Only the beginning, only just a start

Periodically, I use this space to pay homage to artists I believe are worthy of focused attention — artists with an extraordinary, influential, consistently excellent body of work and/or a compelling story to tell. In this essay, I take a slightly different tack with an in-depth look at a band with whom I’ve had a love/hate relationship. They’ve enjoyed considerable commercial success with different lineups, playing several very different musical styles from Big Band rock to sentimental ballads to synthesized pop, selling many millions of albums and singles, and are still active into their seventh decade, but I can’t say I count myself among their longtime faithful fan base. That band is Chicago.


In the long-ago summer of 1969, I was 14 and seriously ramping up my modest record collection. I had abandoned the practice of buying 45-rpm singles and embraced the idea of owning albums instead. I bought LPs by The Beatles and Simon and Garfunkel, and I became drawn to the music of more boundary-expanding artists like Cream, Led Zeppelin, Jimi Hendrix, Steppenwolf and Blind Faith.

My friend Steve was similarly tuned into new bands that weren’t Top 40, and he’d periodically show up at my house with albums he thought I might like. One such record was a double album called “The Chicago Transit Authority.” Its most noticeable characteristic was that it had very prominent horns — trumpets, trombones, saxes — on pretty much every track. This was a substantial departure from the guitars-bass-drums-organ lineup of most bands at that time. No rock band I knew used horns beyond the occasional sax solo.

I was totally taken by this music. Growing up in a household with a father who often played Big Band, swing and Sinatra records, I loved the sound of a vigorous horn section, but as a kid of the ’60s, I also loved rock and roll. Now, on this “CTA” album, I had a merger of these two things — a rock band with horns. How cool was that?

The opening track, the aptly named “Introduction,” had lyrics that came right out and explained Chicago‘s mission:

“We’ve all spent years preparing before this group was born, /With Heaven’s help, it blended, and we do thank the Lord, /So this is what we do, sit back and let us groove, and let us work on you…”

Boy, they worked on me, all right. The great melodies, the infectious rock beats, ferocious electric guitar solos, strong lead vocals and harmonies, and the dominant, thrilling horn parts combined to create something really dynamic. I simply couldn’t get enough of this stuff: “Does Anybody Really Know What Time It Is?,” “Questions 67 and 68,” “Someday,” “South California Purples,” “Listen,” “I’m a Man” and especially the exhilarating “Beginnings,” still one of my all-time favorite songs.

Only eight months later, the band made the unheard-of move of releasing another double album as their second release, this time titled simply “Chicago.” Again, the seven-piece group bowled me over with instantly likable songs (“Movin’ On,” “The Road,” “In the Country,” “Wake Up Sunshine, “Fancy Colours”), smart arrangements and solid musicianship across the board. The chief difference was that this time, the group found themselves riding high on Top 40 charts in 1970 with three big singles: the exuberant “Make Me Smile,” the guitar-driven rock classic “25 or 6 to 4” and everyone’s favorite prom slow-dance tune, “Colour My World.” Now I found myself sharing the magic of Chicago with every pop-loving teen in town, and I found that vaguely unsettling.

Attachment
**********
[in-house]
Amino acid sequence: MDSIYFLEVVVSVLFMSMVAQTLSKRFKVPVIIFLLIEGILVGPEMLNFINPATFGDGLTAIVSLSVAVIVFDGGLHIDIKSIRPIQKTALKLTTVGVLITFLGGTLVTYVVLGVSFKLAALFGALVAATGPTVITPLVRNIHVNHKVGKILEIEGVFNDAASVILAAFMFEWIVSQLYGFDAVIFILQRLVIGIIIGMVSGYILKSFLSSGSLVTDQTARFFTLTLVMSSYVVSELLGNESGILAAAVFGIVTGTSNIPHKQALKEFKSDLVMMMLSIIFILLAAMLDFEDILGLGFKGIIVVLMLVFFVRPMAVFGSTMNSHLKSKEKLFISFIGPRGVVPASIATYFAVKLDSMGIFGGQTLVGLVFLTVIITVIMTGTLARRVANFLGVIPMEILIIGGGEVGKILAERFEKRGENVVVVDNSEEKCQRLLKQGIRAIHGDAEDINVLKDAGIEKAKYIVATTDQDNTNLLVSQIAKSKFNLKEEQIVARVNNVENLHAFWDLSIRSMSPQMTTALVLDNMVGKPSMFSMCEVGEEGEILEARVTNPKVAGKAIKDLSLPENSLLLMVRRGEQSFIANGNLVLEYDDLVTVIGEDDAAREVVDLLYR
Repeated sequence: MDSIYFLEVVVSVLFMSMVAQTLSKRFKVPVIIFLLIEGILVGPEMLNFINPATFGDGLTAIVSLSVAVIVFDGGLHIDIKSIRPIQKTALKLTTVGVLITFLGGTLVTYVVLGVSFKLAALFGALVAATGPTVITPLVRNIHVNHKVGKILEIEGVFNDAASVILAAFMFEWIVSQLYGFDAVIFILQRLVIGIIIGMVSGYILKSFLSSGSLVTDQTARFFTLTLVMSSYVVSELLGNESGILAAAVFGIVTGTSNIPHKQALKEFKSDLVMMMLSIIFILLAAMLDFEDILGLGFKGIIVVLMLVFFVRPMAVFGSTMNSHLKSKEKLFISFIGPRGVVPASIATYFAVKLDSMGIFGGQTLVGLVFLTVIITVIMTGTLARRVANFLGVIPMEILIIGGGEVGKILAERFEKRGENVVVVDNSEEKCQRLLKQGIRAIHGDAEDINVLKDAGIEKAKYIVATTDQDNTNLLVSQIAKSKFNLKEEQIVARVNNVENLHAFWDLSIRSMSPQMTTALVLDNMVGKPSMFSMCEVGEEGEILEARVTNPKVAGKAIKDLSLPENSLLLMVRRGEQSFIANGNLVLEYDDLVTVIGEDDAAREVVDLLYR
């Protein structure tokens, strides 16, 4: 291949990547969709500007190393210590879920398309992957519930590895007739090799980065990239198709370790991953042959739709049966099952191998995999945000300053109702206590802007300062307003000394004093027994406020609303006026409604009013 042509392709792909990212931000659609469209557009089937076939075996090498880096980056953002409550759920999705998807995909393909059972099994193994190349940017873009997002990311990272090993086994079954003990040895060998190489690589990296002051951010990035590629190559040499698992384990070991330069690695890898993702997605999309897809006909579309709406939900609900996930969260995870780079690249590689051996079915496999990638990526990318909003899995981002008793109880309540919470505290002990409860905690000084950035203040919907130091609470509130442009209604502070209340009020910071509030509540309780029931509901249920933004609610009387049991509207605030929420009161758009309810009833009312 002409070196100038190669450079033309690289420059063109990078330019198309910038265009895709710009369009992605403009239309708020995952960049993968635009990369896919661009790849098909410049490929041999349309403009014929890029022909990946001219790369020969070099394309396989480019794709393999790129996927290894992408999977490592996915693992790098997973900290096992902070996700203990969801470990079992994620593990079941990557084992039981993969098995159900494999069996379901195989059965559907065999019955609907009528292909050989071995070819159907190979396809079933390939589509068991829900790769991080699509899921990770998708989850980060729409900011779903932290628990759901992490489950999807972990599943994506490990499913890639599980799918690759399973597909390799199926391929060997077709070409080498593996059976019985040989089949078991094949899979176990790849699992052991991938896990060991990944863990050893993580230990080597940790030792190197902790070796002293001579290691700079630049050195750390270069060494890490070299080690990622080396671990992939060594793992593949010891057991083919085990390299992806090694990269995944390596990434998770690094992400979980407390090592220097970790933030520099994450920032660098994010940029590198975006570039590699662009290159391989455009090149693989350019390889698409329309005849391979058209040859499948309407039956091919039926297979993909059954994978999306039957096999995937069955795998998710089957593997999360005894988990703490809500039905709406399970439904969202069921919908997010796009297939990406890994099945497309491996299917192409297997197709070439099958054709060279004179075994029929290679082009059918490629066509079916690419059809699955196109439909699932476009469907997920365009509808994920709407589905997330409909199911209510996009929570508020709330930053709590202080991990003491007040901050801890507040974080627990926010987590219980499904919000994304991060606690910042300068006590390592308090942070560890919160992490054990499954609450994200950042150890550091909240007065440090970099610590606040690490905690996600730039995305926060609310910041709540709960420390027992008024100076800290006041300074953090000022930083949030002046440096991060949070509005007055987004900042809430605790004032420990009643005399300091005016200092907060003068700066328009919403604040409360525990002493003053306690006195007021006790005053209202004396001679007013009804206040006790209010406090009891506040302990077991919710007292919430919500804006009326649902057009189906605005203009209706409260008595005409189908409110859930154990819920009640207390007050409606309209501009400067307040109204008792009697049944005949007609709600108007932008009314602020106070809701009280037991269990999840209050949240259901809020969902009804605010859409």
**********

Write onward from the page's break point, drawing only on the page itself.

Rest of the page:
At this point the band was touring non-stop, performing nearly 300 gigs a year to capitalize on their chart success. I saw them do a show in a gymnasium at John Carroll University in Cleveland at this juncture and was totally impressed by their energy and tight ensemble playing.

L-R: Robert Lamm, Peter Cetera, Danny Seraphine, James Pankow,
Lee Loughnane, Walter Parazaider, Terry Kath

So it was very disappointing to me when they felt the need to release a third double album, “Chicago III,” in early 1971. Clearly, they had been overworked and stretched thin, because there weren’t more than two or three memorable tracks to be found. Three sides were taken up by grandiose “suites” filled with listless instrumentals, banal lyrics about eating Spam for breakfast (?) and meandering solos with little melody anywhere. If not for the vibrant “Free” and “Lowdown,” it would’ve been pretty much a total washout. Even the record label chose to go back to the debut LP and re-release “Beginnings” and “Questions 67 and 68” as singles since there was nothing suitable on “Chicago III”…

To make matters far worse, Chicago’s next move was a live album, which was in vogue at the time, but they turned a week-long stint at Carnegie Hall into a bloated four-album set completely lacking in the excitement I’d heard in concert only 10 months earlier. I think I listened to it only once, maybe twice, before getting rid of it. One of my worst album purchases ever.

The next summer, the band wisely focused on just nine quality tracks to comprise “Chicago V,” a single album that offered a return to solid melodies, integrated horn charts and great vocals. On the singles charts, “Saturday in the Park” was just about as much fun as “Beginnings” or “Make Me Smile.” Still, the adventurousness and immediacy which had so enthralled me when they entered the scene in 1969-1970 seemed to be missing (for me, at least), even though “Chicago V” became the first of five consecutive LPs to reach #1 on the album charts.

I need to mention one nagging truth about Chicago that bothered me from the outset. They (mostly keyboardist Robert Lamm, evidently) had a penchant for making political statements in some of their songs that, while well-intentioned, usually came across as simplistic and lame. A typical example is “Dialogue (Parts I and II),” which was curiously popular as a single in 1972. With lyrics written as a conversation between an activist and a clueless college student, the track was designed to coax people to take to the streets and speak out against war, injustice, etc. Its awkwardness made me cringe, and still does.